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- "A question that is often asked is why, if DCS is a cognitive enhancer, does it not stamp in the bad memories brought up during psychotherapy and make patients worse? DCS has been shown to facilitate retention of inhibitory avoidance and spatial learning in rats,88 stimulus attributes in inhibitory avoidance in rats,89 inhibitory avoidance in chicks90 or mice,91,92 thirst-motivated maze learning in mice,93 object location in mice,94 taste aversion in rats,95,96 delayed nonmatching- to-sample in rhesus monkeys,97 and acquisition of eyeblink conditioning in rabbits when trace conditioning was used.98 It also improves memory due to aging in mice,91 spatial memory in rats,99 and eyeblink conditioning in rabbits.100 "
ABSTRACT: Based primarily on studies that employ Pavlovian fear conditioning, extinction of conditioned fear has been found to be mediated by N-methyi-D-aspartate (NMDA) receptors in the amygdala and medial prefrontal cortex. This led to the discovery that an NMDA partial agonist, D-cycloserine, could facilitate fear extinction when given systemically or locally into the amygdala. Because many forms of cognitive behavioral therapy depend on fear extinction, this led to the successful use of D-cycloserine as an adjunct to psychotherapy in patients with so-called simple phobias (fear of heights), social phobia, obsessive-compulsive behavior, and panic disorder. Data in support of these conclusions are reviewed, along with some of the possible limitations of D-cycloserine as an adjunct to psychotherapy.Dialogues in clinical neuroscience 12/2011; 13(4):463-74.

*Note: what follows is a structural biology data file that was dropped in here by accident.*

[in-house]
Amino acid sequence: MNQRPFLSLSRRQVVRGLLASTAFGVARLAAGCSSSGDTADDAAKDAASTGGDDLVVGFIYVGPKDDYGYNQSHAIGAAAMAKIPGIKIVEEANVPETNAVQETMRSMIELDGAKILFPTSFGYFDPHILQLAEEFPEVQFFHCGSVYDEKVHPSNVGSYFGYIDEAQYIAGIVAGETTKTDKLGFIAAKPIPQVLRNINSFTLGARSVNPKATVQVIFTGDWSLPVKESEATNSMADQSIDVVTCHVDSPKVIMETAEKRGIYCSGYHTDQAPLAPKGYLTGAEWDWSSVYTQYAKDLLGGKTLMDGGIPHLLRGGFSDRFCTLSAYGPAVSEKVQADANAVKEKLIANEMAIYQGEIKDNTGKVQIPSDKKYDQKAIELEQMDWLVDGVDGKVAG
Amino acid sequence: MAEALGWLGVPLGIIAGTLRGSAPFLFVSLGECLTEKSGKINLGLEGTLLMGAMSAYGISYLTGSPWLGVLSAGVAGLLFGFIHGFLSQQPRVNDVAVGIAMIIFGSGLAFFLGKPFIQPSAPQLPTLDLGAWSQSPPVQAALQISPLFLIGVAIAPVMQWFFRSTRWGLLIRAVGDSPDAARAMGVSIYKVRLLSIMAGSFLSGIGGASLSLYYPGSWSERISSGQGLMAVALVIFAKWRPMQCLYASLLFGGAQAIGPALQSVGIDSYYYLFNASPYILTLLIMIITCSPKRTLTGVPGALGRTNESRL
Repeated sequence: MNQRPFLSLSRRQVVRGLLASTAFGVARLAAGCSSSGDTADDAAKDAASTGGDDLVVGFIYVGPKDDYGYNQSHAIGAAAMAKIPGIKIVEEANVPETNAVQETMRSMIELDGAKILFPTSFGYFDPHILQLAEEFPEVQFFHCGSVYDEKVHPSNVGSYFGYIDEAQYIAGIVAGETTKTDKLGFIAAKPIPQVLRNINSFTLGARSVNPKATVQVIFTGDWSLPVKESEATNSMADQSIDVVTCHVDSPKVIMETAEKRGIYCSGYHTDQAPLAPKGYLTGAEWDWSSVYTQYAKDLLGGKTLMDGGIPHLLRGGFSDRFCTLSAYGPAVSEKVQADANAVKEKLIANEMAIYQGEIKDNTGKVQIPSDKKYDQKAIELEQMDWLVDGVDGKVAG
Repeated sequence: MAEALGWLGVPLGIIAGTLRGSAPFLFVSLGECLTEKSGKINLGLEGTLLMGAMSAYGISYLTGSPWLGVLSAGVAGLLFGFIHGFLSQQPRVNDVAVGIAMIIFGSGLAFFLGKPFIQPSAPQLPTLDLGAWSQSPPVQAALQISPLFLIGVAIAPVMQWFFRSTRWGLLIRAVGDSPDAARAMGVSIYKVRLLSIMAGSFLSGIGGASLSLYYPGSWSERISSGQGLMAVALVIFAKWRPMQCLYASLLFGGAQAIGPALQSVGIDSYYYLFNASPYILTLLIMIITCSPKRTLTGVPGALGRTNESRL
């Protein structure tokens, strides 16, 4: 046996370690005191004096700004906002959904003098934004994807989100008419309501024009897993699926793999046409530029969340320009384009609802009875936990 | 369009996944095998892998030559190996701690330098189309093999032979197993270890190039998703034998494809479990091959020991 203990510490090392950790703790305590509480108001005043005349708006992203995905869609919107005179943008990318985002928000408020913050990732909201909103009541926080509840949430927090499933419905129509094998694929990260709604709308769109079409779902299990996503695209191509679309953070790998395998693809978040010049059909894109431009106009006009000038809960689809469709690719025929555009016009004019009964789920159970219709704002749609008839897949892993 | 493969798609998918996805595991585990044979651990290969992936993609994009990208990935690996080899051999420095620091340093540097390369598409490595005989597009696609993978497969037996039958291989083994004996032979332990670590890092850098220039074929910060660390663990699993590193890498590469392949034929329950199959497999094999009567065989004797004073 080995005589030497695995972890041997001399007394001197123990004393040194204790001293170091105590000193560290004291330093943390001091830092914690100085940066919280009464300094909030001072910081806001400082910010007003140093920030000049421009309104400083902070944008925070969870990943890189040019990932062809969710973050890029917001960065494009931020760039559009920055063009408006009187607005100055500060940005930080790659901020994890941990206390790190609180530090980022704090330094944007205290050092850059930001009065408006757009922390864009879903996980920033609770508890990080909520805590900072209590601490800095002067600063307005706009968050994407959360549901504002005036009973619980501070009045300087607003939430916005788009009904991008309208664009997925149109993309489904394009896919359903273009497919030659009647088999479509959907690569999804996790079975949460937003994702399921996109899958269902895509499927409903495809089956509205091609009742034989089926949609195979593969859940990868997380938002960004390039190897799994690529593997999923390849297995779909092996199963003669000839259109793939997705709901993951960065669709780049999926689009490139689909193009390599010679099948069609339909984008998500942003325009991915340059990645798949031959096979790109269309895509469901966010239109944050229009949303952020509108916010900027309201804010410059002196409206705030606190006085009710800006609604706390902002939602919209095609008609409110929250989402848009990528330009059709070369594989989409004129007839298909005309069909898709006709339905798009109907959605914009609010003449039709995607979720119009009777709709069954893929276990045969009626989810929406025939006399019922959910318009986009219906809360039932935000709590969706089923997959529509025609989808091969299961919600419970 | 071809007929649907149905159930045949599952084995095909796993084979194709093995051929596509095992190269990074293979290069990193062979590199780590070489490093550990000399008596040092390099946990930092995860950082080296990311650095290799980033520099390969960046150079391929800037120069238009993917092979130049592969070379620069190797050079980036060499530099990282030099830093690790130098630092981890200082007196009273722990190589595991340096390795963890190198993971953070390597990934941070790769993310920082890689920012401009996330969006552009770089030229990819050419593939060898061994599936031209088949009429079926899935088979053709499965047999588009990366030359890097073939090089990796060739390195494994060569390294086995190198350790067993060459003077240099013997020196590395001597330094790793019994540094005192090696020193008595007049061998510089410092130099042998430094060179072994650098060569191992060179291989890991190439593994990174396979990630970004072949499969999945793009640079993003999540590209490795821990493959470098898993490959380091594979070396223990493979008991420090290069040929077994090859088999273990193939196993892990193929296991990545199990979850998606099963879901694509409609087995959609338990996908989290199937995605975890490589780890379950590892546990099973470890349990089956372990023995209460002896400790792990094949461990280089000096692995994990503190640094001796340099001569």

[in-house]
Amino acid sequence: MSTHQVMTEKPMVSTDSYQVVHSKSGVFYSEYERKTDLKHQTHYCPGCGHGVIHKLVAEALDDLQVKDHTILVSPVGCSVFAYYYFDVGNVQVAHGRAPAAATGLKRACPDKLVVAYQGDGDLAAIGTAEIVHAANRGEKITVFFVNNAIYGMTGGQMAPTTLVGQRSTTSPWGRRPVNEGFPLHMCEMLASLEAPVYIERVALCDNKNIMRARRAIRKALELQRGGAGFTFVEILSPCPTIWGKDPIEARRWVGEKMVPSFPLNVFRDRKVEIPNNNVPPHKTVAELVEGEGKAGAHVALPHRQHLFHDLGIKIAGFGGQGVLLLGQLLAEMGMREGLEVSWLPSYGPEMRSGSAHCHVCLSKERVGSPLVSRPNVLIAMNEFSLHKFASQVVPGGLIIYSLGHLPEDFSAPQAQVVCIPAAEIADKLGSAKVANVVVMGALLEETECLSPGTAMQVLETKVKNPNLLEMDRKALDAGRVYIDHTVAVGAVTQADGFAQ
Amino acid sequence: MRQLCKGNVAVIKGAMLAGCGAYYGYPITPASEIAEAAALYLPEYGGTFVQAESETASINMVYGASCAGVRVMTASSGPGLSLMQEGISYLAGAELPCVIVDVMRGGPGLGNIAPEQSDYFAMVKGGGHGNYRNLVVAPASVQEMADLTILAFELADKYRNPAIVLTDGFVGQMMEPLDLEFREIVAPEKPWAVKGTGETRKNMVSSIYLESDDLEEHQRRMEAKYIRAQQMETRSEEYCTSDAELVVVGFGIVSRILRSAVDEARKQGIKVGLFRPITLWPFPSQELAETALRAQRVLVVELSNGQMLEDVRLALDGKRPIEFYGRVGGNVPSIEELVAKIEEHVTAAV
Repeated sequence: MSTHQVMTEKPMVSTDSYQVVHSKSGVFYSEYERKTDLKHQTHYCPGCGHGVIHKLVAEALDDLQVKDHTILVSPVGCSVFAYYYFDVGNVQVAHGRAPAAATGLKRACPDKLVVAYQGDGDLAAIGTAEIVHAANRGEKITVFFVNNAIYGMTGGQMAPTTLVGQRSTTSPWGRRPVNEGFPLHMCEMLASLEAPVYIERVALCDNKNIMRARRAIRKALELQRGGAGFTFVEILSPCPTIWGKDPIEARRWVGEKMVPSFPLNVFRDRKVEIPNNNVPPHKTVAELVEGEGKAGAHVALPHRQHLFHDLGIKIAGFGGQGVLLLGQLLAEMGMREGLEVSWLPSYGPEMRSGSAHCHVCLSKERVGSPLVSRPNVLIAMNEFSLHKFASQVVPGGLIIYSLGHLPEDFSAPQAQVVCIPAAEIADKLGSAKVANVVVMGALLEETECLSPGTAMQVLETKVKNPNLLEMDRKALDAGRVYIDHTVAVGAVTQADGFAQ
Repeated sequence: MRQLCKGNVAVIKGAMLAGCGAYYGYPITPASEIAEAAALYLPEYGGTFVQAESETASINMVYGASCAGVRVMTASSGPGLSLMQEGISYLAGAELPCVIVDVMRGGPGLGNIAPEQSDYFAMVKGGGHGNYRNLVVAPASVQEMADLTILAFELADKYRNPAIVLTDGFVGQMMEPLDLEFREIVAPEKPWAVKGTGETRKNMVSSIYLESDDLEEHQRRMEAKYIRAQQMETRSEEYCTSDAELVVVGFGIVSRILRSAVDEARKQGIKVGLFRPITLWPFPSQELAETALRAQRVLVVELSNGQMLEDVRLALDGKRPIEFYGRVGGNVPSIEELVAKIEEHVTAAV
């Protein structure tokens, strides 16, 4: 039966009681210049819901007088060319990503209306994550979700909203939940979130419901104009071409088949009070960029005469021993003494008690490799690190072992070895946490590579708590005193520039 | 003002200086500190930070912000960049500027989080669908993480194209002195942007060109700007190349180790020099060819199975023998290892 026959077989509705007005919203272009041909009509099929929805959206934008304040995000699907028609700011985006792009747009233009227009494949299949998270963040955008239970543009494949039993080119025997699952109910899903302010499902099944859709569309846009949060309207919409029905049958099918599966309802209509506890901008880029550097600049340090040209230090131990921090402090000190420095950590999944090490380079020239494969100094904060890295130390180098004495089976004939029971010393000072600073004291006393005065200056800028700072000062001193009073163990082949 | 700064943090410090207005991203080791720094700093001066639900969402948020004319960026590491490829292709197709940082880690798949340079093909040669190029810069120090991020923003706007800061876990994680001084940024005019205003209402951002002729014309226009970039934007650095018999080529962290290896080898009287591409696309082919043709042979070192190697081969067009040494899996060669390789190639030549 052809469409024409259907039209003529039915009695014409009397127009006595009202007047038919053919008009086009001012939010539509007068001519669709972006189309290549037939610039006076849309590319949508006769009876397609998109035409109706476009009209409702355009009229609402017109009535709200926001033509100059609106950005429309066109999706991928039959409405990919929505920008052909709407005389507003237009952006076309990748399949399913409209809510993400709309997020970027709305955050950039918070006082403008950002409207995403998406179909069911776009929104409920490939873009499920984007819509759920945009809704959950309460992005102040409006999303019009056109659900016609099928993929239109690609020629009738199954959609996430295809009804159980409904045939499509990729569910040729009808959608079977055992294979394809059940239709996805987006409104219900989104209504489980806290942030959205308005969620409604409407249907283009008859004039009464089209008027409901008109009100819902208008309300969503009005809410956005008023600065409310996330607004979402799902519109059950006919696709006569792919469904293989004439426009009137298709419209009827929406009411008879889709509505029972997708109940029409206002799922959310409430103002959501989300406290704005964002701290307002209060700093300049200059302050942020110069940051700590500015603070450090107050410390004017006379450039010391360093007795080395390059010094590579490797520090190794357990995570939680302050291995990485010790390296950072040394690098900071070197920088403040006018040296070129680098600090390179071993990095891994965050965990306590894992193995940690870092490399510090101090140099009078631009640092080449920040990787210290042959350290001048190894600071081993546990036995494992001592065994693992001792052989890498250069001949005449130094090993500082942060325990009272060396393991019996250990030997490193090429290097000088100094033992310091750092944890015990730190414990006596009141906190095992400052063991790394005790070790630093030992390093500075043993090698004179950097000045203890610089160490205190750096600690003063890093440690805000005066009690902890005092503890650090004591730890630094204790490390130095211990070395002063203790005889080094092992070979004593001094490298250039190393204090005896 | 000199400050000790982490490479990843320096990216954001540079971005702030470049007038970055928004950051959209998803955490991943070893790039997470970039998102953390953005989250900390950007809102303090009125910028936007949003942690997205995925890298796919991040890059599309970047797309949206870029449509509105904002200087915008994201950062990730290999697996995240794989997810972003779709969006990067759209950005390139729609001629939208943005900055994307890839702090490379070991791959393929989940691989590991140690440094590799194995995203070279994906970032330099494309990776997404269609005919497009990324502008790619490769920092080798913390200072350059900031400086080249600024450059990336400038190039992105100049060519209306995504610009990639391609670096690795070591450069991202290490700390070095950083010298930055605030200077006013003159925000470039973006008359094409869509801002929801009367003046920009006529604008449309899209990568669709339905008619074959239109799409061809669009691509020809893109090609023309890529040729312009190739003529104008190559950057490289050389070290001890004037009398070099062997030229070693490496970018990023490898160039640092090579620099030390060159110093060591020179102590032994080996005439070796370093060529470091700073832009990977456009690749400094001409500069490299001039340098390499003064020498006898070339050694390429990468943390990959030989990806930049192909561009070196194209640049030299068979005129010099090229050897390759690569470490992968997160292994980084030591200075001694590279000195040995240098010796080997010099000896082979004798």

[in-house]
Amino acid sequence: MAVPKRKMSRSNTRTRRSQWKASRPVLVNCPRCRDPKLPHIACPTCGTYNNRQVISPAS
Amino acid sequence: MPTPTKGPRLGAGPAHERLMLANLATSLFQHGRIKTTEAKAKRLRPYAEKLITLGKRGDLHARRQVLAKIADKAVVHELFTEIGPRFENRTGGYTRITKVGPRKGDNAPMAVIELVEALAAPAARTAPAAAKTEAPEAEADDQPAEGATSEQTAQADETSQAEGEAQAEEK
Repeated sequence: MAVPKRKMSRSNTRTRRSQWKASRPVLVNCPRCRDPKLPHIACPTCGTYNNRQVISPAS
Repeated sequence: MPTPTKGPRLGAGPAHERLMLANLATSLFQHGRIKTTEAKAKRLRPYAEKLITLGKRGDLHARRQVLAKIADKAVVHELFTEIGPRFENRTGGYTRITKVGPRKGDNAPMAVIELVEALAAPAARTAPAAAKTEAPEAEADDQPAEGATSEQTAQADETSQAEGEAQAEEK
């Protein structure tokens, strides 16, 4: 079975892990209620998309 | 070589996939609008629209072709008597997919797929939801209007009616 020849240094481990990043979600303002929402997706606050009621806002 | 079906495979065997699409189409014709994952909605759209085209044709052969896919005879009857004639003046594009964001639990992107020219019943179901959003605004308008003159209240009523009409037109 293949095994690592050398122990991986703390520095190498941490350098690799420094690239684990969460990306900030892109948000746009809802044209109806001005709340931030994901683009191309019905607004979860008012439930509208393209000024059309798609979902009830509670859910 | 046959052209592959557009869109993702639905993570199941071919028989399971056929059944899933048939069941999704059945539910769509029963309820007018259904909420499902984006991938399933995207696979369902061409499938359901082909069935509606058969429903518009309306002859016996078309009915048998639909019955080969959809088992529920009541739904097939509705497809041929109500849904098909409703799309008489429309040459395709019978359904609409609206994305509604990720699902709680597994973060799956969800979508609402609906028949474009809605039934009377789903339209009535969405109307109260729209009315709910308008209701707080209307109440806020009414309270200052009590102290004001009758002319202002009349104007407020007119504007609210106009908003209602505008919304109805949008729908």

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- "Much success has been reported with D-cycloserine (DCS), a partial agonist at the glycine site of the NMDA receptor (Hood et al. 1989). In the animal literature, DCS has been shown to improve learning and memory in rats (Land and Riccio 1999; Pussinen and Sirvio 1999; Lelong et al, 2001) and monkeys (Matsuoka and Aigner 1996; Schneider et al. 2000), as well as facilitating fear extinction learning (Davis et al. 2006; Vervliet 2008). "
ABSTRACT: Given the success of cue exposure (extinction) therapy combined with a cognitive enhancer for reducing anxiety, it is anticipated that this approach will prove more efficacious than exposure therapy alone in preventing relapse in individuals with substance use disorders. Several factors may undermine the efficacy of exposure therapy for substance use disorders, but we suspect that neurocognitive impairments associated with chronic drug use are an important contributing factor. Numerous insights on these issues are gained from research using animal models of addiction. In this review, the relationship between brain sites whose learning, memory and executive functions are impaired by chronic drug use and brain sites that are important for effective drug cue extinction learning is explored first. This is followed by an overview of animal research showing improved treatment outcome for drug addiction (e.g. alcohol, amphetamine, cocaine, heroin) when explicit extinction training is conducted in combination with acute dosing of a cognitive-enhancing drug. The mechanism by which cognitive enhancers are thought to exert their benefits is by facilitating consolidation of drug cue extinction memory after activation of glutamatergic receptors. Based on the encouraging work in animals, factors that may be important for the treatment of drug addiction are considered.Pharmacology Biochemistry and Behavior 02/2011; 99(2):229-44. DOI:10.1016/j.pbb.2011.01.018 · 2.82 Impact Factor